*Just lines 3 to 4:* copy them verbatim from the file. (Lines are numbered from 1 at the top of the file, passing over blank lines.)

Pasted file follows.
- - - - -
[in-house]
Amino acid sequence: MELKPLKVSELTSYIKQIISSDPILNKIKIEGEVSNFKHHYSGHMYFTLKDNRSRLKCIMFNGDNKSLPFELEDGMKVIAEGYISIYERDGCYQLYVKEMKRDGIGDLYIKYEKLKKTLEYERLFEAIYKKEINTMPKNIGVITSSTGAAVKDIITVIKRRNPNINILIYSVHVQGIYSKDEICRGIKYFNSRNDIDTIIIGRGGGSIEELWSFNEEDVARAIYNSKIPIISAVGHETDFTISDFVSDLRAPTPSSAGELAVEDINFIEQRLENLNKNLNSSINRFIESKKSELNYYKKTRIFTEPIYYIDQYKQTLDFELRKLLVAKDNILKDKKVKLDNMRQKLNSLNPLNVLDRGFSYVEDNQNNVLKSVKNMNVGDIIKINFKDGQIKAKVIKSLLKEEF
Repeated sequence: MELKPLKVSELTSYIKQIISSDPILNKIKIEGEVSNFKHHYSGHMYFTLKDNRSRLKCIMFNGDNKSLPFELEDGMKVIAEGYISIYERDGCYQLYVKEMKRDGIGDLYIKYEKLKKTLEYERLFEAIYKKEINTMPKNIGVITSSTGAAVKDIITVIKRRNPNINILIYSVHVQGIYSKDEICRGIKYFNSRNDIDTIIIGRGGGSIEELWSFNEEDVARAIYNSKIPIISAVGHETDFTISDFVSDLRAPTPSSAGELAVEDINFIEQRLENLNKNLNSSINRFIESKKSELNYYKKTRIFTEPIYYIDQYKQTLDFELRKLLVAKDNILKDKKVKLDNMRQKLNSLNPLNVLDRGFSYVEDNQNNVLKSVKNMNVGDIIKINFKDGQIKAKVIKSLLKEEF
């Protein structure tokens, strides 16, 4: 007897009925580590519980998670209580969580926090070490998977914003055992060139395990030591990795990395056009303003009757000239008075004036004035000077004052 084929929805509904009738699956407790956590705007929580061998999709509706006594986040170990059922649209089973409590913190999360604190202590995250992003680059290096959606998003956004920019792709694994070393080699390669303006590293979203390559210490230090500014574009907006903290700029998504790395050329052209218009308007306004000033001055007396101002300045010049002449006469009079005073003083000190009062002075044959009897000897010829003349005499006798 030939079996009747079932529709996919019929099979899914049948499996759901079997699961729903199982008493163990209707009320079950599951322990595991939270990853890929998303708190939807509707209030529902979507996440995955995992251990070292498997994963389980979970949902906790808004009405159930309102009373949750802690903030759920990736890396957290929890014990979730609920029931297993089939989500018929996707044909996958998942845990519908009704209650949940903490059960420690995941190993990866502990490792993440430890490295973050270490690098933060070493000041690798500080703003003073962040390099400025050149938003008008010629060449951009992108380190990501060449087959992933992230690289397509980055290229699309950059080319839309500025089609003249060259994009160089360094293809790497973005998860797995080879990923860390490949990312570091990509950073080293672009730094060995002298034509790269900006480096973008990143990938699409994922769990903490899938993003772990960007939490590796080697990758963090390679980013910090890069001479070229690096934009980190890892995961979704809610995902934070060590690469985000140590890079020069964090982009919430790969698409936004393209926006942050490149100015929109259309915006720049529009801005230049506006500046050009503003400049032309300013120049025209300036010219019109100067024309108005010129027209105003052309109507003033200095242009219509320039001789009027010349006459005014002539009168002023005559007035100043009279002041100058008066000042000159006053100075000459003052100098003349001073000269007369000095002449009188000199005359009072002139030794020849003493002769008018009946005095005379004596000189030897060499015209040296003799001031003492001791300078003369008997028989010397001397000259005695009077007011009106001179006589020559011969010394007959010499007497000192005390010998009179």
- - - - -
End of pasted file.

Repeated sequence: MELKPLKVSELTSYIKQIISSDPILNKIKIEGEVSNFKHHYSGHMYFTLKDNRSRLKCIMFNGDNKSLPFELEDGMKVIAEGYISIYERDGCYQLYVKEMKRDGIGDLYIKYEKLKKTLEYERLFEAIYKKEINTMPKNIGVITSSTGAAVKDIITVIKRRNPNINILIYSVHVQGIYSKDEICRGIKYFNSRNDIDTIIIGRGGGSIEELWSFNEEDVARAIYNSKIPIISAVGHETDFTISDFVSDLRAPTPSSAGELAVEDINFIEQRLENLNKNLNSSINRFIESKKSELNYYKKTRIFTEPIYYIDQYKQTLDFELRKLLVAKDNILKDKKVKLDNMRQKLNSLNPLNVLDRGFSYVEDNQNNVLKSVKNMNVGDIIKINFKDGQIKAKVIKSLLKEEF
């Protein structure tokens, strides 16, 4: 007897009925580590519980998670209580969580926090070490998977914003055992060139395990030591990795990395056009303003009757000239008075004036004035000077004052 084929929805509904009738699956407790956590705007929580061998999709509706006594986040170990059922649209089973409590913190999360604190202590995250992003680059290096959606998003956004920019792709694994070393080699390669303006590293979203390559210490230090500014574009907006903290700029998504790395050329052209218009308007306004000033001055007396101002300045010049002449006469009079005073003083000190009062002075044959009897000897010829003349005499006798 030939079996009747079932529709996919019929099979899914049948499996759901079997699961729903199982008493163990209707009320079950599951322990595991939270990853890929998303708190939807509707209030529902979507996440995955995992251990070292498997994963389980979970949902906790808004009405159930309102009373949750802690903030759920990736890396957290929890014990979730609920029931297993089939989500018929996707044909996958998942845990519908009704209650949940903490059960420690995941190993990866502990490792993440430890490295973050270490690098933060070493000041690798500080703003003073962040390099400025050149938003008008010629060449951009992108380190990501060449087959992933992230690289397509980055290229699309950059080319839309500025089609003249060259994009160089360094293809790497973005998860797995080879990923860390490949990312570091990509950073080293672009730094060995002298034509790269900006480096973008990143990938699409994922769990903490899938993003772990960007939490590796080697990758963090390679980013910090890069001479070229690096934009980190890892995961979704809610995902934070060590690469985000140590890079020069964090982009919430790969698409936004393209926006942050490149100015929109259309915006720049529009801005230049506006500046050009503003400049032309300013120049025209300036010219019109100067024309108005010129027209105003052309109507003033200095242009219509320039001789009027010349006459005014002539009168002023005559007035100043009279002041100058008066000042000159006053100075000459003052100098003349001073000269007369000095002449009188000199005359009072002139030794020849003493002769008018009946005095005379004596000189030897060499015209040296003799001031003492001791300078003369008997028989010397001397000259005695009077007011009106001179006589020559011969010394007959010499007497000192005390010998009179």